Throughout her life, Karen Cook has held many jobs; high school English teacher, stay-at-home mother, Youth Minister, and most recently, Director of Evangelization. She was raised Catholic and attended twelve years of Catholic education before leaving for college. During that time her parents regularly hosted priests and nuns for dinner, her father was a Lector at their parish, and “Faith was such a part of our lives.”
And then Karen left for college and drifted away from the church explaining that is what kids in the 1970s did. Having a similar background, I can attest it is not just kids of the 70s that left the church when they reached university. I had exactly the same experience at Ohio University in the early 1990s, leaving the church myself. Karen was away for almost ten years until she had “an adult conversion.” She was actually researching the Catholic faith for a friend and found herself needing to find out why our shared faith had so many of the answers she was seeking. What resulted was a “happy surprise and conversion” where she “fell in love with Jesus.” As Karen describes it, “I studied myself back into the Catholic church.”
With her background in teaching high school students, Karen accepted a part-time Youth Minister position at Our Lady of Perpetual Help. She said she was already vigorously evangelizing the parish and it seemed a natural progression given her background with kids that age. The average tenure for a Youth Minister is 18 months and Karen maintained that job for 18 – 20 years. In retrospect she admits to how hard that job is and how thankful she is to other Youth Ministers. The most challenging aspect is the constant turnover, “You only have those kids for four years” and then they disappear. Karen very much wanted to see the fruits of her labor, but that often was not possible in youth ministry as the high schoolers left for college and careers.
In her current position, Karen is responsible for Adult Faith Formation at Our Lady with Alpha, Baptism Formation, and RCIA being major components of that job. She also coordinates with the multitude of small groups at the parish ensuring the “leaders have what they need.” As she phrases it, Karen is “Evangelizing the baptized” and very much wants us to be a vibrant parish. Equally important she wants to belong to a vibrant parish community. Doing so allows Karen to accompany our parishioners along their personal faith journeys regardless of where they are on that journey. Having been raised Catholic, left the church, and then returned to it gives her unique insight into all stages of those journeys.
Karen’s greatest joy is participating in the Mass, “I could pinch myself that we are hearing the actual words of Jesus.” Even though many are not able to be physically present during the Mass, she wants everyone to know they are part of our parish community and every time they watch a live stream or view a recorded Mass, they are praying the Mass with us. Karen also looks forward to the time when we can all be united physically in that celebration as a united parish community. She is particularly happy that technology has allowed our currently dispersed community to maintain their relationships with Jesus and His Church.
There is a new initiative beginning in the diocese titled “Real Presence, Real Future” that Karen is excited about. Obviously as Catholics we believe in the real presence of Christ in the Eucharist; His body, blood, soul, and divinity. Karen hopes this initiative will reinforce that belief and also look into the post-pandemic world to reinforce our parochial communities.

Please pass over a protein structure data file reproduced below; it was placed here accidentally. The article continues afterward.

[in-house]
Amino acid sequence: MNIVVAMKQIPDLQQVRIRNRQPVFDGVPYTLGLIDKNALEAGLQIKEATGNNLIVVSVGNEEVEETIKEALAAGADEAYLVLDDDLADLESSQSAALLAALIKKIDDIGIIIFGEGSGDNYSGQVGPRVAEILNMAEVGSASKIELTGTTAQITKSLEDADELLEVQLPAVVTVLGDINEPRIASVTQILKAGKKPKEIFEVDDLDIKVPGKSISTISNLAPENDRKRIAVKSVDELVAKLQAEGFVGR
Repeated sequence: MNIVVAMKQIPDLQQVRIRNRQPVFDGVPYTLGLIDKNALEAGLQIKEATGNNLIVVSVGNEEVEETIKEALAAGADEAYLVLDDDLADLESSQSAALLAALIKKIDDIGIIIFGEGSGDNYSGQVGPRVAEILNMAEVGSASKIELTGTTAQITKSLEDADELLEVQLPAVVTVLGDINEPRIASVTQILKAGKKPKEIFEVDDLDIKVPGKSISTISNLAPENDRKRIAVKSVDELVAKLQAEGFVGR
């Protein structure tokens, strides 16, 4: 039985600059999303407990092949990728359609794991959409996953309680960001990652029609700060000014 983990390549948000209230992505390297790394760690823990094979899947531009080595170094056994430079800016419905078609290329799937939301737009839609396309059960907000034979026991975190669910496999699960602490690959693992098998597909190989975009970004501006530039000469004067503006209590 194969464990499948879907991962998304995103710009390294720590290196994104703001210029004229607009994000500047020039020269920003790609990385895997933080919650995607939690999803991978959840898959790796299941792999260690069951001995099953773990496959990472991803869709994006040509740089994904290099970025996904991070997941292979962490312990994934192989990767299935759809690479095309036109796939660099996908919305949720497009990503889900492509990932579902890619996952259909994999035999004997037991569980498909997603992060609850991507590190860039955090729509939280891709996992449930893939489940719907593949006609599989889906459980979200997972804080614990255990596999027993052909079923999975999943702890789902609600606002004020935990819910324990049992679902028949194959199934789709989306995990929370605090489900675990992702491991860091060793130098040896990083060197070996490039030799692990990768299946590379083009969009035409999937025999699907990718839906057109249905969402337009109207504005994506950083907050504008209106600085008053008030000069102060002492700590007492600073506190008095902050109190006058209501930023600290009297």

Our parish has certainly weathered tumultuous times over the past two years and Karen has been humbled and impressed by our community’s laity. She provides countless examples of “living saints” among the congregation and perhaps only slightly humorously adds, “I want to be them when I grow up.” She very much desires to serve that congregation and help to build the Kingdom of God with them. Karen further explains that she loves being part of the Our Lady of Perpetual Help community and has “received so much more from them than I can ever give to them.”
I can personally attest to Karen’s love for her parish community. I cannot recall a single Sunday or weekday Mass that I have attended when she was present and afterwards, she is in deep conversation with a parishioner who approached her. Often it is not a single parishioner, but a queue of them and Karen knows each of them by name and usually has some inclination of what they are going through or need or simply want to talk about. Whenever I need to talk to her it seems I am always at the end of that queue.
It seems odd to speak about Karen and a “side hustle” as she phrases it, but outside of her role at the parish she has recently begun reselling niche items. Mostly these are antique and vintage merchandise and apparently chairs have been particularly hot items lately. Karen also dotes on her grandchildren, tries to exercise regularly, and puts up with annoying meetings with me with incredible grace.
Out of all my interviews to date Karen’s was the most difficult to arrange. This is not because she is difficult to contact or meet with, but because she was constantly telling me, “You need to talk to” this person or that person. She constantly downplays her own role in our parish and instead wants to focus on what others in our faith community are doing. In fact, as I was finishing with her, Karen wanted to make certain I interviewed a litany of other people.
“Now the eleven disciples went to Galilee, to the mountain to which Jesus had directed them. And when they saw him they worshiped him; but some doubted. And Jesus came and said to them, ‘All authority in heaven and on earth has been given to me. Go therefore and make disciples of all nations…’” (Mt 28:16 – 19)
Karen has dedicated her life to making those disciples.
By Eric Brooks